You have what it takes. (affirmative sentence)
Do you have what it takes? (question)
As in every other case today, there’s also a different scenario when we’re asking a question to someone in the third person singular. So, instead of “do”, we use “does” at the beginning of the question.
Does he speak English?
Does Kendall want a new car?
Note how the main verb in the question no longer has a suffix “-s” but is in its base form. This is actually due to the addition of “does” at the beginning of the sentence.
Hence, one rule can be brought to your attention here: whenever we form questions with “do” and “does” in the simple present tense, we always use the main verb in its base form.
How Do I Answer Questions in the Simple Present Tense?
There are two ways to answer questions in the simple present tense – with short or long answers. The short answers are typically more frequent and, to a further extent, more acceptable in speech, as they sound more natural than the longer version.
Do you like pizza? Yes, I do. / No, I don’t (short version)
Do you like pizza? Yes, I (do) like pizza. / No, I don’t like pizza. (long answer)
To save us some time, I’m just going to focus on the short answers in all the other examples.
Do I have something in my eye? Yes, you do. / No, you don’t.
Does he want money? Yes, he does. / No, he doesn’t.
Does she need help? Yes, she does. / No, he doesn’t.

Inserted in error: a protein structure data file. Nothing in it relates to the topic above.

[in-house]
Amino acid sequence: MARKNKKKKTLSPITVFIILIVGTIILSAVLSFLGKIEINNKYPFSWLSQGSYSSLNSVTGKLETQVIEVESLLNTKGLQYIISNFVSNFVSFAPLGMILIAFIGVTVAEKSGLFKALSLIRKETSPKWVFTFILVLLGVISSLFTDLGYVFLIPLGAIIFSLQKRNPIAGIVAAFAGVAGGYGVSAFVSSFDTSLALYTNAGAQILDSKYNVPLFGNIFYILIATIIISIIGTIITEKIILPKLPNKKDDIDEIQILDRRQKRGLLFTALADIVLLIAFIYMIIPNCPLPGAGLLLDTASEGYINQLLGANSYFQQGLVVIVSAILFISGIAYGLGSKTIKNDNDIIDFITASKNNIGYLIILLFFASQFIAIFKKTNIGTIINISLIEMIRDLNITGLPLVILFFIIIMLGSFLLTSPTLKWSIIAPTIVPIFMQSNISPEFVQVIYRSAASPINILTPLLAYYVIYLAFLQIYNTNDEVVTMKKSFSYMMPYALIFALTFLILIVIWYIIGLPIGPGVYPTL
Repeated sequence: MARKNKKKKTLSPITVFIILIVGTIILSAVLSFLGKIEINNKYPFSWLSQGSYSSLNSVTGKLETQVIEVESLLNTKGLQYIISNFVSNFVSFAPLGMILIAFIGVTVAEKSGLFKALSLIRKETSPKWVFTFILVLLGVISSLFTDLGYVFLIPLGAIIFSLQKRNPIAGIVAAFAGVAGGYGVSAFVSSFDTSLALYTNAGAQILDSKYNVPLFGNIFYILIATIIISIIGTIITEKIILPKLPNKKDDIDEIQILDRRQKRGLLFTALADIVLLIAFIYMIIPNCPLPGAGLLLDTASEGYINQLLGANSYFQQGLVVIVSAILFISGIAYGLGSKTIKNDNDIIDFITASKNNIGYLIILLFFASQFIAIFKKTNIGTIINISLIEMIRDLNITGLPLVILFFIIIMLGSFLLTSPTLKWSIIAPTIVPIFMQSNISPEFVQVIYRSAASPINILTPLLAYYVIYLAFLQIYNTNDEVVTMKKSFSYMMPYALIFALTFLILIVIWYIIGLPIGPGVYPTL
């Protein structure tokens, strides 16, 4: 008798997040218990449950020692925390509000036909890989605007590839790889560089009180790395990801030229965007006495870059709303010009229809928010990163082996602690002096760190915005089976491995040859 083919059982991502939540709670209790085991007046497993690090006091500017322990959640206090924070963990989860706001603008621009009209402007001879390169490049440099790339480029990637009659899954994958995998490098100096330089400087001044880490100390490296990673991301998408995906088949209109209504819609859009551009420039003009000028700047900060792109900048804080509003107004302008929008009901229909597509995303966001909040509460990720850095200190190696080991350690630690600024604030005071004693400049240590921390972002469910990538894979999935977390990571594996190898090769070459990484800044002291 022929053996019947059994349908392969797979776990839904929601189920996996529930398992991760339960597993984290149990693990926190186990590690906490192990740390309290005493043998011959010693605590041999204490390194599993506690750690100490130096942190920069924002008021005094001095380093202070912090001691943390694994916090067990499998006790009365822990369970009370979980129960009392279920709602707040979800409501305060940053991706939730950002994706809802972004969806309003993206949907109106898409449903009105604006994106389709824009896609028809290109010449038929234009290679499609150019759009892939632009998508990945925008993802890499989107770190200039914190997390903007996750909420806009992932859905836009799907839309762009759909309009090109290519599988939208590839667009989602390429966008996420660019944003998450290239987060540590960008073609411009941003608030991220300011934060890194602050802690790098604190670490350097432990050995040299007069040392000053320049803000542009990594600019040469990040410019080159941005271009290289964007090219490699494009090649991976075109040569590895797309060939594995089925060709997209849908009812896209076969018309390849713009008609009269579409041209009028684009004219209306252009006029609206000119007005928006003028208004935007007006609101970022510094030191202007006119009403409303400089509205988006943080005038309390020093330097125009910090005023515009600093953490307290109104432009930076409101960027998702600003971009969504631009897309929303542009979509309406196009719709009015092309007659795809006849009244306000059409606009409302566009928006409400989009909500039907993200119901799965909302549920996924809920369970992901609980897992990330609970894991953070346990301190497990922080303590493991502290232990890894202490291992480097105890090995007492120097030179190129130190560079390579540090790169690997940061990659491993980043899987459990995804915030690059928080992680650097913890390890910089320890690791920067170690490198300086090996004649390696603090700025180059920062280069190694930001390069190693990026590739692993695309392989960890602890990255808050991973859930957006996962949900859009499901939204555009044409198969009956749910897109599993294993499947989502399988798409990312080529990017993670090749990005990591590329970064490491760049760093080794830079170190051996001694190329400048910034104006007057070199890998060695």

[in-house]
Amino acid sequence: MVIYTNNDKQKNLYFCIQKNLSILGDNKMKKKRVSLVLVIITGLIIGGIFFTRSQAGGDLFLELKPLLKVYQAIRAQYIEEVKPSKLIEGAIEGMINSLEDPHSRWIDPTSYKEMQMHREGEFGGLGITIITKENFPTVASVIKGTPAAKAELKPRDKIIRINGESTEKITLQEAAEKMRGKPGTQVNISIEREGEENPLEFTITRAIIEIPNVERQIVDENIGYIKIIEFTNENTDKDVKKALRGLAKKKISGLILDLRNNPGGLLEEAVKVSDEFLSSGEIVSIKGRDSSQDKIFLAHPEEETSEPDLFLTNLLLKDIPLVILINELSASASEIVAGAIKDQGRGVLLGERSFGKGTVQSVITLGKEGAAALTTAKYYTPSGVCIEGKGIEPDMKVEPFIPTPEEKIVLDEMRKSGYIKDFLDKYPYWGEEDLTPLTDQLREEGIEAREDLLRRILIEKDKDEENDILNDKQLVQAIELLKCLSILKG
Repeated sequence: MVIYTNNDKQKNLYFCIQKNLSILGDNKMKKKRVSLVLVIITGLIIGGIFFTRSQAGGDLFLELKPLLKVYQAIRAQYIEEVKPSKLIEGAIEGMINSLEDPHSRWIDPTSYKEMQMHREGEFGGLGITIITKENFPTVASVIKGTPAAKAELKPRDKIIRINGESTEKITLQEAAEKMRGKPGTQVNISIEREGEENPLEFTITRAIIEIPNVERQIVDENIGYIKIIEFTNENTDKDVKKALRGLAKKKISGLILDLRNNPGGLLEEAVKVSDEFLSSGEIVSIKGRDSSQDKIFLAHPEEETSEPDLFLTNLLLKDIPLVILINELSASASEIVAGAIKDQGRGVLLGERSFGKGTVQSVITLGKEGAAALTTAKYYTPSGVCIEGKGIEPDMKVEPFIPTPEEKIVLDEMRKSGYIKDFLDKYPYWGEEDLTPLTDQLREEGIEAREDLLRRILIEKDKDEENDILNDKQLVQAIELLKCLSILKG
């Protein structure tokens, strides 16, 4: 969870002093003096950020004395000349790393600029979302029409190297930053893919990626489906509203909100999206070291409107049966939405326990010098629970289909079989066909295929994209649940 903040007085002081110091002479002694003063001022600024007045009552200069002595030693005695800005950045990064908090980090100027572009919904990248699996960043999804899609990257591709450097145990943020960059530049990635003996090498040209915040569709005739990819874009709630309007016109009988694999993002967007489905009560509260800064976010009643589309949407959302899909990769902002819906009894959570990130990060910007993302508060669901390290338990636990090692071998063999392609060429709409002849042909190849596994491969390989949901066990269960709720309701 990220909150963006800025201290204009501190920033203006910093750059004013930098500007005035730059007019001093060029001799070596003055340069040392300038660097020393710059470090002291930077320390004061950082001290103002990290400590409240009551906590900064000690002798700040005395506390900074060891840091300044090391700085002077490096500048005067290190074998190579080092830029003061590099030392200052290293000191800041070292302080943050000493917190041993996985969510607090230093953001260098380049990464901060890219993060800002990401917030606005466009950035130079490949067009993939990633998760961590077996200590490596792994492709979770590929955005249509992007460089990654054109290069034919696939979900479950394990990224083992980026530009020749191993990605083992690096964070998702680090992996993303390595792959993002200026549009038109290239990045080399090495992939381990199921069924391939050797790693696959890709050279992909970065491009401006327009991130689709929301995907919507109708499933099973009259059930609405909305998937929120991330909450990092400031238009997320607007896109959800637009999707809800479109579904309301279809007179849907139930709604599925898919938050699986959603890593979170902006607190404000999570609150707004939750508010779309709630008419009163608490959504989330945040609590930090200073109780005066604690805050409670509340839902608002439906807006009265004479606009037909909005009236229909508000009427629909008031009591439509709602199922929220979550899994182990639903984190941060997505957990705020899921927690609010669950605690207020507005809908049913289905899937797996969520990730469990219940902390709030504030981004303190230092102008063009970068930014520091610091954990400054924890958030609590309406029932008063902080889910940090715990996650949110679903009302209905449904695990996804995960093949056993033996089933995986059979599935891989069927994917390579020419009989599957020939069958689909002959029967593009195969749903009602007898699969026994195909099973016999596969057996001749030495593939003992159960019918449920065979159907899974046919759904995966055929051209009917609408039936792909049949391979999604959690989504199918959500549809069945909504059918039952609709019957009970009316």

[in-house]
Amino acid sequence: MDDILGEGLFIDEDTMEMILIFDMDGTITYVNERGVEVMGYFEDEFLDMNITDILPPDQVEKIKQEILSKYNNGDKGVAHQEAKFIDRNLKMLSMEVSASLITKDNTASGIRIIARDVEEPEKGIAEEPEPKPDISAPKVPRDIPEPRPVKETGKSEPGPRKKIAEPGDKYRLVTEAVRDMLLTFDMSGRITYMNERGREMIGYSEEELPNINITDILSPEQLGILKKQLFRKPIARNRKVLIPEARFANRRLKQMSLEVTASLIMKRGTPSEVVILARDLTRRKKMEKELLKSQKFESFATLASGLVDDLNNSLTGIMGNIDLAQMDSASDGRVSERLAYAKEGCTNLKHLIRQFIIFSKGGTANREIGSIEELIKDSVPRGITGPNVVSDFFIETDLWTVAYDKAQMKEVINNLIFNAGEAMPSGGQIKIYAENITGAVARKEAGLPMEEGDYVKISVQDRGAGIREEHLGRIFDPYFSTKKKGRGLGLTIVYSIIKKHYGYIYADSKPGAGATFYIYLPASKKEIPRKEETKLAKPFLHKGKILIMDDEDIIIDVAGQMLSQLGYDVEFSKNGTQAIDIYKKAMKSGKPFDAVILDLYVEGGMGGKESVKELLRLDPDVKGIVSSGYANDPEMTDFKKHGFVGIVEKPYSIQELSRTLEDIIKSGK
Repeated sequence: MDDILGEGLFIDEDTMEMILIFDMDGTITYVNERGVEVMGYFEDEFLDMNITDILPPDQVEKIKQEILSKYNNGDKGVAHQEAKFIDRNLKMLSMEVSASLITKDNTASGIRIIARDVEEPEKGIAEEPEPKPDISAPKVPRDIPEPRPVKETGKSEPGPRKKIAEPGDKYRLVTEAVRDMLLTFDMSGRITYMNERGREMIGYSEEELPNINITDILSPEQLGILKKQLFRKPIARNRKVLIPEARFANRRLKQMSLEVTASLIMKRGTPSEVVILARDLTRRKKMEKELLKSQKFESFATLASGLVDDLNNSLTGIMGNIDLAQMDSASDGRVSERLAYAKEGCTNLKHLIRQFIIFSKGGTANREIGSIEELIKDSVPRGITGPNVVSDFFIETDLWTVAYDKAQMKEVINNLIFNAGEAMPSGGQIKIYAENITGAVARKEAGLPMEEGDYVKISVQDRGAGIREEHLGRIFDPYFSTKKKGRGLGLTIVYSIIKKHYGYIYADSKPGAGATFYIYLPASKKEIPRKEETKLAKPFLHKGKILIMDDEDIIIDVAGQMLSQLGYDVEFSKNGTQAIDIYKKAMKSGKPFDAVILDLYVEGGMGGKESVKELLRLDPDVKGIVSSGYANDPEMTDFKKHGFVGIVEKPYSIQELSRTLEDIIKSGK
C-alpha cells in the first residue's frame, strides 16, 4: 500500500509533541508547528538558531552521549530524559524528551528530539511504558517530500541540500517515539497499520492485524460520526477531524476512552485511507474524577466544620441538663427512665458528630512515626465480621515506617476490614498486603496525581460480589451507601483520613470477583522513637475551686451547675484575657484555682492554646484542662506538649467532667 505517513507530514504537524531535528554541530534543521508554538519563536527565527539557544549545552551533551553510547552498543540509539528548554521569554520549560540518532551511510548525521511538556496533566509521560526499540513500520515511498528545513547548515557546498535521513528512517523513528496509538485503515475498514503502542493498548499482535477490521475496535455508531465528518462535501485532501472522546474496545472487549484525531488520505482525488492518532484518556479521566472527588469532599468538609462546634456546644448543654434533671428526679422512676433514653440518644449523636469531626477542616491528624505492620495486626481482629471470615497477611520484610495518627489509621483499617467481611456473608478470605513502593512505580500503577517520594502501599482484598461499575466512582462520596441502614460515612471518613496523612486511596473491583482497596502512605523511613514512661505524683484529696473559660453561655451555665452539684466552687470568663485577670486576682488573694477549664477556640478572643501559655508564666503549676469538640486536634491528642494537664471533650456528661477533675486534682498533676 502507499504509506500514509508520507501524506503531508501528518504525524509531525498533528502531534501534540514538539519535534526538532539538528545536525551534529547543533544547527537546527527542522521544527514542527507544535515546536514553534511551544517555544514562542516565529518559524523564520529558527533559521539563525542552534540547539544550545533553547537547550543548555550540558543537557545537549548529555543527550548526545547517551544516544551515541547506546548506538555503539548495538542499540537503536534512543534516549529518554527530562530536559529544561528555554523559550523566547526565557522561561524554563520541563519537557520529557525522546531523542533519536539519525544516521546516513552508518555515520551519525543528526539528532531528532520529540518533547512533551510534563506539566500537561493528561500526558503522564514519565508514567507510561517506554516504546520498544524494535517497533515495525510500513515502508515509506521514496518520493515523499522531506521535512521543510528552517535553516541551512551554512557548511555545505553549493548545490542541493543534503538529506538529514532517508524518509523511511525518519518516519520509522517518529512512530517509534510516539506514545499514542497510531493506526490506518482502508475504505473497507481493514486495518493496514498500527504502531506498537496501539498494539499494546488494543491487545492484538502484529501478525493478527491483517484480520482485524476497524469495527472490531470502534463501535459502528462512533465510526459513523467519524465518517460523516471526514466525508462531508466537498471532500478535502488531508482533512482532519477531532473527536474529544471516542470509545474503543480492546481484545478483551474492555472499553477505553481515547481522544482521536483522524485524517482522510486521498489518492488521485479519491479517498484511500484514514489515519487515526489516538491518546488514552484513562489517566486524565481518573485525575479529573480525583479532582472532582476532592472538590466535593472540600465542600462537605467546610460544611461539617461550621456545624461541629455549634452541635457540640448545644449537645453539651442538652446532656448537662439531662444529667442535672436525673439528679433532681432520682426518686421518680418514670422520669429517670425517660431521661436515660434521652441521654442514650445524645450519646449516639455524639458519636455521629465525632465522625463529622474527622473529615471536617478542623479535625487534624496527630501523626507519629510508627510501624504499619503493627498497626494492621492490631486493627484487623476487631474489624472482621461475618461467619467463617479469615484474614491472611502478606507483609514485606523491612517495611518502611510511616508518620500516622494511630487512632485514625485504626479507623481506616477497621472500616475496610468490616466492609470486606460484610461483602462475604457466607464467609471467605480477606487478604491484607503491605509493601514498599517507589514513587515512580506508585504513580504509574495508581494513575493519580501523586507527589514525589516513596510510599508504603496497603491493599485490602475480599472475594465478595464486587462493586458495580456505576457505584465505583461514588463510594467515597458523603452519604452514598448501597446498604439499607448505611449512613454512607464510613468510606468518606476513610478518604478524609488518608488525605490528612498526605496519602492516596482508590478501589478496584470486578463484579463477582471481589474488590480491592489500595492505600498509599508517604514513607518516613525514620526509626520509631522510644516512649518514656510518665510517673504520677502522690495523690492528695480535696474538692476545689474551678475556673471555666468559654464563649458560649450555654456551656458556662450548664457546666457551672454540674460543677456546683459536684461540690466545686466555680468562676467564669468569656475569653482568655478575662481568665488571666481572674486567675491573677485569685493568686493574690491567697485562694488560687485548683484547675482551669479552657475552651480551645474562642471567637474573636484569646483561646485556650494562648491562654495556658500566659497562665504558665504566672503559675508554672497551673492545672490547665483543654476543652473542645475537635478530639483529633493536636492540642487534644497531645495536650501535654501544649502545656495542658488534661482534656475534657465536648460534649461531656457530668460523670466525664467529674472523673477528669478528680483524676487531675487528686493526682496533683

Does it have great battery life? Yes, it does. / No, it doesn’t.
Do we want to go to the movies? Yes, we do. / No, we don’t.
Do they ever actually do anything? Yes, they do. / No, they don’t.
Note: These short answers are only used to answer direct (yes-no) questions. If you’re answering a wh-question, you can’t use these short answers.
Here’s a Weird Conclusion…
Regardless of what proficiency level you’re currently at, know that your English language learning goals should not be limited by English grammar.
I’ve always liked the “Success is a journey, not a destination” quote. It just summarizes the English language so beautifully, particularly when it comes to its simplest tenses.
Today, it just so happened to be the simple present tense. There are just two or three things about it that you really need to know, yet it opens the door to an entire world of other English tenses that your language learning goals simply cannot exist without.
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Jasmin Alić is an award-winning EFL/ESL teacher and writing aficionado from Bosnia and Herzegovina with years of experience in multicultural learning environments.